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Bishop Robert Mutsaerts of Den Bosch, Netherlands.IVEROMA / YouTube

January 16, 2020 (LifeSiteNews) — “Let’s hope that Pope Francis will destroy the final document, but hopes are truly slim. Lord, have mercy.” With these words, the Dutch bishop Robert Mutsaerts voiced his concern over the Amazon Synod. Its final document (analyzed here by LifeSite) is steeped with cultural relativism, calls for revolutionizing priesthood and suggestions to introduce “Amazonian” elements into the Catholic liturgy.

In an interview published on Wednesday by the Italian daily Il Giornale, Mutsaerts, auxiliary bishop of Den Bosch in the Netherlands (see here the interview he gave to LifeSiteNews on the theme of priestly celibacy), spoke about his own vision of the Amazon Synod that took place in Rome last October.

According to Bishop Mutsaerts, the real objective of this “already written synod” was to introduce the ordination of married men, female deacons, and a new “Amazonian” rite into the Catholic Church. He went even farther in his reflections: “It seems … that the synod brought Amazonian idolatry to Rome,” Mutsaerts told Serena Sartini of Il Giornale.

He also said the Amazon Synod had opened “Pandora’s box” of innovations for the whole Church, starting with Germany, whose official “Synodal Path” will open in less than two weeks. A majority of German bishops are openly lobbying for the revolutionizing of a woman’s role in the Church, the scrapping of the rule of celibacy for priests in the Latin Church, and the liberalization of sexual morality.

Among the strong words used by Bishop Mutsaerts are “deception” and “mockery”: he sees the Amazon Synod as marking a clear “break” with tradition.

Below is LifeSite’s full translation of Mutsaerts’s interview with Il Giornale.

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Il Giornale (IG): Is the problem really the drop in vocations?

Bishop Robert Mutsaerts (BRM): Eighty percent of the Amazonian population lives in large cities, and the problem of the lack of priests is not at all different there from that of many other areas of the world. The problem is rather a lack of faith. This is not solved by accepting married priests. It is enough to see what is happening in the Anglican church, where married priests are already a common practice. The crisis in other churches is even greater than in the Catholic Church: the collapse of faith is dramatic.

IG: Why then such an orientation for the Synod?

BRM: The key words in the final document of the synod were not “Mother Earth” and “the ecosystem,” but “viri probati,” “deaconesses,” and “the Amazonian rite.” It was Cardinal Hummes who pushed the outcome in that direction. Of course, now the results will not be limited to the Amazon region. Pandora’s box is open, and there will be implications for the whole Church. The local bishops, starting with Germany, will ask the same thing. It was a synod that deceived the faithful. That is the sad conclusion: it was a mockery of our glorious faith, a break with tradition.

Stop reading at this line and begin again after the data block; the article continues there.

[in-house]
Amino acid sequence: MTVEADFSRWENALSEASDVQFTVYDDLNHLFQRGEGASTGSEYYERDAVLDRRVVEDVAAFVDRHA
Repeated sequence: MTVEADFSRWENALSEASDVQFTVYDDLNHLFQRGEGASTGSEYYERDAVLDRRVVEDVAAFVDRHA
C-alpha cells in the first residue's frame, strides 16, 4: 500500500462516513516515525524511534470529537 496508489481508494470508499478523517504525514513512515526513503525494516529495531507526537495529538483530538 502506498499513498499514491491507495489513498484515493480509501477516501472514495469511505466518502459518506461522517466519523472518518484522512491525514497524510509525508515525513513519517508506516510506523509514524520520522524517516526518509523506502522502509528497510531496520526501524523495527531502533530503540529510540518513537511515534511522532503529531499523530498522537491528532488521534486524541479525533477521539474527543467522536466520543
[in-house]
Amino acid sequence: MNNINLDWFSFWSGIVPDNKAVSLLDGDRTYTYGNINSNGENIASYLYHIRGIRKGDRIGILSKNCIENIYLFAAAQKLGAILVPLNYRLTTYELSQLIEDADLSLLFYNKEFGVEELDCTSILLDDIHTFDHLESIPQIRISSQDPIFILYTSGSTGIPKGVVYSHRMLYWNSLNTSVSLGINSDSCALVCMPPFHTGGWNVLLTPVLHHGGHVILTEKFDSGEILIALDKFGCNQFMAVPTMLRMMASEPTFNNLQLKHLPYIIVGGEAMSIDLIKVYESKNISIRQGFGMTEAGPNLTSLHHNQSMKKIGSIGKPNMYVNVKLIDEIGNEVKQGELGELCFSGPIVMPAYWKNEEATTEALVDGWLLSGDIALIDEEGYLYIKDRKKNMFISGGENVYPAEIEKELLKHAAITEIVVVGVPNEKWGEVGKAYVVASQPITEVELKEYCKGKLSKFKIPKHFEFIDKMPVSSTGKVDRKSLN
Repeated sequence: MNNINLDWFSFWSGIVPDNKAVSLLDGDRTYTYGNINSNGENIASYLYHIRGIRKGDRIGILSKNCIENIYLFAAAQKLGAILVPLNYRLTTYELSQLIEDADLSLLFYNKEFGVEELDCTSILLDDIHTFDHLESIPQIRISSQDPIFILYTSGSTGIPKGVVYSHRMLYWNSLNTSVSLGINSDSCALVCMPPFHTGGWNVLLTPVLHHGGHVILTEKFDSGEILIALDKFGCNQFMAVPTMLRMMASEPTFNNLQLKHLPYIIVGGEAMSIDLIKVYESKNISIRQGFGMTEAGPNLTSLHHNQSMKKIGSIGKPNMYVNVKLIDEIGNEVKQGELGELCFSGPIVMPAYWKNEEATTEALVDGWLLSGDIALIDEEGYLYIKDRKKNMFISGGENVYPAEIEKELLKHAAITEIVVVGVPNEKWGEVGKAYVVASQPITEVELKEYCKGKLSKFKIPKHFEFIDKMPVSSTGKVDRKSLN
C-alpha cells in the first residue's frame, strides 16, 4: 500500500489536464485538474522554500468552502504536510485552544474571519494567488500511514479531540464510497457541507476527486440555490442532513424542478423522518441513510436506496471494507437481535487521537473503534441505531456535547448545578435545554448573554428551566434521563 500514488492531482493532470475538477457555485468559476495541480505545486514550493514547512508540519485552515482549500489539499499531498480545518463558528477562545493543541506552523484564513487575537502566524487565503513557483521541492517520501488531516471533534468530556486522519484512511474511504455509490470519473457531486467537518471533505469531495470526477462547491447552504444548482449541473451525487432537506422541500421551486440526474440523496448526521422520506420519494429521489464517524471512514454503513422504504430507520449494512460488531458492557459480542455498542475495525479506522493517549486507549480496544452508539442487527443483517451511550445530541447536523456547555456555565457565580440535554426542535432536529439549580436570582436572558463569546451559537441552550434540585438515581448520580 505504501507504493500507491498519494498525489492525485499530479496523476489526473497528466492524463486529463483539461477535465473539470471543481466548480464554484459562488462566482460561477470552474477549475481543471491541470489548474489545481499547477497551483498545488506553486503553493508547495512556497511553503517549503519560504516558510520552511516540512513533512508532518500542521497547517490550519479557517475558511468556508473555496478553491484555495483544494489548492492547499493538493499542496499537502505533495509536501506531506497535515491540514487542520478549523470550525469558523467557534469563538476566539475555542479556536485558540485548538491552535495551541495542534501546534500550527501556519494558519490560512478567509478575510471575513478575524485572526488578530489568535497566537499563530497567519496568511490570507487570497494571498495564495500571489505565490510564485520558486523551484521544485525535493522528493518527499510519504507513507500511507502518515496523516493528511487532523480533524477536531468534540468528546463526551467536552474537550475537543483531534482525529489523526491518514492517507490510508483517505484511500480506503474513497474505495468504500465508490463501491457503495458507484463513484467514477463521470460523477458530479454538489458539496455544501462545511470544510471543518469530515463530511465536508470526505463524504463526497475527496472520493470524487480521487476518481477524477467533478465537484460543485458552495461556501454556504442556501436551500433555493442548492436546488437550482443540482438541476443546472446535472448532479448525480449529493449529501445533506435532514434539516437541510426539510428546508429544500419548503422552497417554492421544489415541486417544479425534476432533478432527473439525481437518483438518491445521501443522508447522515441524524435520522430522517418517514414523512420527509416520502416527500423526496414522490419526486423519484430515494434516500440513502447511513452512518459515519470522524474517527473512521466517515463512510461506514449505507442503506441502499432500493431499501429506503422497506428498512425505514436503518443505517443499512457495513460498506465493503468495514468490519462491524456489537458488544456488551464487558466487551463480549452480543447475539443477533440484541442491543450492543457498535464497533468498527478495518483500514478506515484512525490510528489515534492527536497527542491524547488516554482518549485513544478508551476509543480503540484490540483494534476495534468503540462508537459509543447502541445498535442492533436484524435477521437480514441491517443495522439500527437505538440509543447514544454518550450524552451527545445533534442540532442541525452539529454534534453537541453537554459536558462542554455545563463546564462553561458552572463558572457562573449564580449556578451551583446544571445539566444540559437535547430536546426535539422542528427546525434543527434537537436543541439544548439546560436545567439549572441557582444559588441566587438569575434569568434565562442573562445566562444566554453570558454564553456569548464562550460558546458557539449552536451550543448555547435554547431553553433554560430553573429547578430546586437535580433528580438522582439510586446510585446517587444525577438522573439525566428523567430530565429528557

IG: What will happen now?

BRM: Let’s hope Pope Francis will destroy the final document, but hopes are truly slim. Lord, have mercy.

IG: What do you think of the conclusions of the synod on married priests?

BRM: It is a synod already written, with a predetermined outcome. The 180 synod fathers were carefully selected by Pope Francis, and those who opposed the proposals were never invited. All the speeches on the environment, climate change, ecology, and Mother Earth were a cover for the final proposals, on married priests and deaconesses.

IG: What would you have expected from the synod?

BRM: The Amazon Synod did not offer clear solutions, which are the purpose of synods. It was rather a mix of confusion and controversy. It has nothing to do with Revelation, redemption, or anything remotely related to what is essential in Catholic teaching. Even Jesus is hardly mentioned. It all began with the instrumentum laboris, which mentions religious peoples and their vision of the cosmos. Shouldn’t we bring Christ to the Amazon? It seems on the contrary that the synod brought Amazonian idolatry to Rome.

IG: Why are you so concerned about the conclusion of the synod?

BRM: Because nothing was as it should have been. During a press conference, the prefect of the Department of Communication, Paolo Ruffini, denied that the faithful had prostrated themselves before a wooden statue in the presence of the pope. But there is a video, on the web, that shows exactly the opposite: a dozen people, including a Franciscan friar, bowing to the ground in front of a wooden statue, with the pope watching. Is the wooden statue a representation of the fertility goddess Pachamama, or does the statue represent the Amazonian version of Our Lady? The pope himself called it a statue of Pachamama, while the Vatican denied that it represented an idol. In short, it was a synod-mockery of our faith, a rupture with the Christian tradition.